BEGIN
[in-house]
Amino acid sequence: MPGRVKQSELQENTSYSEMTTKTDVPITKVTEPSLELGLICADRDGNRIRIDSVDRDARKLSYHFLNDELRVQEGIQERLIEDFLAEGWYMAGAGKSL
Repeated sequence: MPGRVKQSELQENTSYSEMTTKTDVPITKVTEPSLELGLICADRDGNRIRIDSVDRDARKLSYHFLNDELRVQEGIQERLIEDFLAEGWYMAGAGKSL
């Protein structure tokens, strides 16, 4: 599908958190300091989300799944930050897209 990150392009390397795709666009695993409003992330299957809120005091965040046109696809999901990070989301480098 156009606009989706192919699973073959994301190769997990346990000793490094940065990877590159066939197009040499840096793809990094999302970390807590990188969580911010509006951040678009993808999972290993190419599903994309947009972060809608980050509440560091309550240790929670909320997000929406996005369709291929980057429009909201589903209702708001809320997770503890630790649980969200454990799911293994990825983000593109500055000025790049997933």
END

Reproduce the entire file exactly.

[in-house]
Amino acid sequence: MPGRVKQSELQENTSYSEMTTKTDVPITKVTEPSLELGLICADRDGNRIRIDSVDRDARKLSYHFLNDELRVQEGIQERLIEDFLAEGWYMAGAGKSL
Repeated sequence: MPGRVKQSELQENTSYSEMTTKTDVPITKVTEPSLELGLICADRDGNRIRIDSVDRDARKLSYHFLNDELRVQEGIQERLIEDFLAEGWYMAGAGKSL
């Protein structure tokens, strides 16, 4: 599908958190300091989300799944930050897209 990150392009390397795709666009695993409003992330299957809120005091965040046109696809999901990070989301480098 156009606009989706192919699973073959994301190769997990346990000793490094940065990877590159066939197009040499840096793809990094999302970390807590990188969580911010509006951040678009993808999972290993190419599903994309947009972060809608980050509440560091309550240790929670909320997000929406996005369709291929980057429009909201589903209702708001809320997770503890630790649980969200454990799911293994990825983000593109500055000025790049997933």